Why NASA need not worry about India's ASAT test


"The mission had been designed in a away that debris decays very fast and that minimal debris goes up", G. Satheesh Reddy, head of India's Defence Research and Development Organisation told reporters.

The letter comes days after NASA chief Bridenstine in a town hall meeting criticized India's anti-satellite missile (ASAT) test because of the debris it generated in the space.

Earlier, Reddy said that India's satellite hit poses no threat to International Space Station (ISS) as first claimed by NASA. "All debris should decay within 45 days from March 27", said Reddy.

India's recent test of anti-satellite (A-SAT) missile has been termed as "a bad, awful thing" by NASA.

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The Ministry of External Affairs too has said the test was done in the lower atmosphere to ensure that there is no space debris.

Indian Prime Minister Narendra Modi announced that the mission, dubbed Mission Shakti, conducted on March 27 had made India a "space power". "If a space command needs to be formulated, it is the decision of the government". All necessary permissions were taken, Reddy said.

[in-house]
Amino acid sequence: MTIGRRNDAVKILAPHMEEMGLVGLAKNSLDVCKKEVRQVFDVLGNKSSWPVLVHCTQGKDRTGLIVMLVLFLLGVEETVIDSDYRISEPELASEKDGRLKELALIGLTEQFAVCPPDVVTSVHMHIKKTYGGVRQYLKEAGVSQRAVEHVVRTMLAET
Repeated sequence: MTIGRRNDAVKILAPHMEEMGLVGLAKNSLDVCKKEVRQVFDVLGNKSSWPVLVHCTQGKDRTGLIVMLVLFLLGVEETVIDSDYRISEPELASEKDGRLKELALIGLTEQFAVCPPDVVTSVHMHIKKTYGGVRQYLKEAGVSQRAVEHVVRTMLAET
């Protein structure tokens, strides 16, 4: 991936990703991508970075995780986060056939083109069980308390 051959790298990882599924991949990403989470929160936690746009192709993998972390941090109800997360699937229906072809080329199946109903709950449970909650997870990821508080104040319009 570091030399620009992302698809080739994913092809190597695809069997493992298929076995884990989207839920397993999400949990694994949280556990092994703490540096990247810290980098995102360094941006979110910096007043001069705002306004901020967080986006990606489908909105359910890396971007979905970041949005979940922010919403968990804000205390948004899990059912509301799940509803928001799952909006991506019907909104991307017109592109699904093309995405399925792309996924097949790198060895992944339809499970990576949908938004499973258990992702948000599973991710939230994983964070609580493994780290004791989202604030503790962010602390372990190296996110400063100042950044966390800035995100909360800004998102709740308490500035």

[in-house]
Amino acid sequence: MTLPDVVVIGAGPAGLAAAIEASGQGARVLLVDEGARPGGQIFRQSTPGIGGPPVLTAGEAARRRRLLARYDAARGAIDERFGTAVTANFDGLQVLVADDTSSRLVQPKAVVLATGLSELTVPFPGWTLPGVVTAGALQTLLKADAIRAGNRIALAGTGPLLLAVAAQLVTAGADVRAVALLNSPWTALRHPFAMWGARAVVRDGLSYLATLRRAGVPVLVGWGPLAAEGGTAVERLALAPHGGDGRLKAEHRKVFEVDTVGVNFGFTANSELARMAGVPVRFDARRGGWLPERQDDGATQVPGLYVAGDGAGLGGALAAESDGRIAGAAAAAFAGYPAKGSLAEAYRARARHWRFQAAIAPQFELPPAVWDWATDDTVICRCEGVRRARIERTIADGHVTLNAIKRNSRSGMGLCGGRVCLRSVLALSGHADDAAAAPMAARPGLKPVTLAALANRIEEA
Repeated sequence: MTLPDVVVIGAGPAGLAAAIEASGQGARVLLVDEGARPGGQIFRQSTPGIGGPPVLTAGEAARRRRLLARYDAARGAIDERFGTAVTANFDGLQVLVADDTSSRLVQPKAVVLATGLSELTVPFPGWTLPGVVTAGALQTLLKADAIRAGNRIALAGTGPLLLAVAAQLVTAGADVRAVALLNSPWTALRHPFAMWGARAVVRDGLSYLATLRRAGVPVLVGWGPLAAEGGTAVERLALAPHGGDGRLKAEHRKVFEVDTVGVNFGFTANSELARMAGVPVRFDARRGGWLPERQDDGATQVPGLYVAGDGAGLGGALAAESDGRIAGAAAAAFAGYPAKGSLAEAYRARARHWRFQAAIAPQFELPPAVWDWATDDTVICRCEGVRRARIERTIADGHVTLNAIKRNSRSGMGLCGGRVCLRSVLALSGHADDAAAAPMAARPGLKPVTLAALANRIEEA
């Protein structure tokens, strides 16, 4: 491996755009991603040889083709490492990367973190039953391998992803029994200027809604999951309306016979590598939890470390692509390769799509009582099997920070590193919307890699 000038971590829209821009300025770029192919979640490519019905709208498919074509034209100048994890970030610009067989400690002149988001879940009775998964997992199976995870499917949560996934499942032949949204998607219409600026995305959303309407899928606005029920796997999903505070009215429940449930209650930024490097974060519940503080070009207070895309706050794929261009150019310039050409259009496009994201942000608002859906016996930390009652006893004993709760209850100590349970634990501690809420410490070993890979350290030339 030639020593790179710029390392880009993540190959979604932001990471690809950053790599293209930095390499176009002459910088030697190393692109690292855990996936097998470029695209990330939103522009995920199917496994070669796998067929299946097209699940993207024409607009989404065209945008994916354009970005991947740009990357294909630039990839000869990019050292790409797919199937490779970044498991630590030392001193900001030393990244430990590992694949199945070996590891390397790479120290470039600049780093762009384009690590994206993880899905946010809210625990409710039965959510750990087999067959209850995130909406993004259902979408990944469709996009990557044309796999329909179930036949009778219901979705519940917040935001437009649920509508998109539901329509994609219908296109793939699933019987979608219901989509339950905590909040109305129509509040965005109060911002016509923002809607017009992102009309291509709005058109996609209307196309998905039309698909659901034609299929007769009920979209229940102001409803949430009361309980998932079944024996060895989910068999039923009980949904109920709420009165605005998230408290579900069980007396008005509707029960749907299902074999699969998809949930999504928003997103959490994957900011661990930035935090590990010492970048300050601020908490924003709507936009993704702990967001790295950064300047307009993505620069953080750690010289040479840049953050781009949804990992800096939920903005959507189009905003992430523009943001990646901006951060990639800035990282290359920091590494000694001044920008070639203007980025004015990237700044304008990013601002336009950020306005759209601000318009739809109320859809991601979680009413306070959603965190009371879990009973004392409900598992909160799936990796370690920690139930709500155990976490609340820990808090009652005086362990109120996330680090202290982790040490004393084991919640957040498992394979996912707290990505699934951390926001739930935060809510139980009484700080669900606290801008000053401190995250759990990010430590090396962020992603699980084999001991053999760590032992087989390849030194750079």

For the first test mission, slated for 2024, the company wants to dismantle SwissCube, a nanosatellite developed by students from EPFL and other Swiss universities and launched on 23 September 2009.

Speaking about the importance of the mission, the DRDO chief said, "The DRDO has shown the capability of a complex mission".

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The Indian satellite was destroyed at a relatively low altitude of 300 kilometres -120 kilometres below the ISS and most orbiting satellites.

"Post the formal approval in 2016, we started working on this project", Reddy said. "This test won't breach any global law or treaties", said Prime Minister Narendra Modi. The test created almost 3,000 pieces of debris, AFP had reported. The US expressed concerns about the spread of debris from the test. Some 150 scientists worked round-the-clock and some 2,000 components were sourced from 50 private industries.

The test of the anti-satellite weapon makes India the fourth country to have carried out such a test. NASA Administrator Jim Bridenstein talked about 60 bits have been tracked so far and from that 24 are going over the apogee of the ISS.

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